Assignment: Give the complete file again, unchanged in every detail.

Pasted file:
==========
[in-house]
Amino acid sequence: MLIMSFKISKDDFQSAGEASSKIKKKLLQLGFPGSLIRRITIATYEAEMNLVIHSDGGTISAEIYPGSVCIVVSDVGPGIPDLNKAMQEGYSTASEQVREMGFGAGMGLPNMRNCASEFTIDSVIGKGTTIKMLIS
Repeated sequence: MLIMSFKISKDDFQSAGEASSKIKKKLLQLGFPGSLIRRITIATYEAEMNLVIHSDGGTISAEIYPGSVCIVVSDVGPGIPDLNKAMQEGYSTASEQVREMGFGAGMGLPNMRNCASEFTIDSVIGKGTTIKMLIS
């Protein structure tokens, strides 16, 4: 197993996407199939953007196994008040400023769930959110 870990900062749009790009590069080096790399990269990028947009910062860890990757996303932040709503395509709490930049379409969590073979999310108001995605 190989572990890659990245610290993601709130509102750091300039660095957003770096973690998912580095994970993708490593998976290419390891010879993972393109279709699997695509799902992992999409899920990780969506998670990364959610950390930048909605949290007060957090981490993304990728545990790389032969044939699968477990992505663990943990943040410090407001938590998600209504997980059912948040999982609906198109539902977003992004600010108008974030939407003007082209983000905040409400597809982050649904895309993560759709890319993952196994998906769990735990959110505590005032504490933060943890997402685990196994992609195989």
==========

[in-house]
Amino acid sequence: MLIMSFKISKDDFQSAGEASSKIKKKLLQLGFPGSLIRRITIATYEAEMNLVIHSDGGTISAEIYPGSVCIVVSDVGPGIPDLNKAMQEGYSTASEQVREMGFGAGMGLPNMRNCASEFTIDSVIGKGTTIKMLIS
Repeated sequence: MLIMSFKISKDDFQSAGEASSKIKKKLLQLGFPGSLIRRITIATYEAEMNLVIHSDGGTISAEIYPGSVCIVVSDVGPGIPDLNKAMQEGYSTASEQVREMGFGAGMGLPNMRNCASEFTIDSVIGKGTTIKMLIS
């Protein structure tokens, strides 16, 4: 197993996407199939953007196994008040400023769930959110 870990900062749009790009590069080096790399990269990028947009910062860890990757996303932040709503395509709490930049379409969590073979999310108001995605 190989572990890659990245610290993601709130509102750091300039660095957003770096973690998912580095994970993708490593998976290419390891010879993972393109279709699997695509799902992992999409899920990780969506998670990364959610950390930048909605949290007060957090981490993304990728545990790389032969044939699968477990992505663990943990943040410090407001938590998600209504997980059912948040999982609906198109539902977003992004600010108008974030939407003007082209983000905040409400597809982050649904895309993560759709890319993952196994998906769990735990959110505590005032504490933060943890997402685990196994992609195989």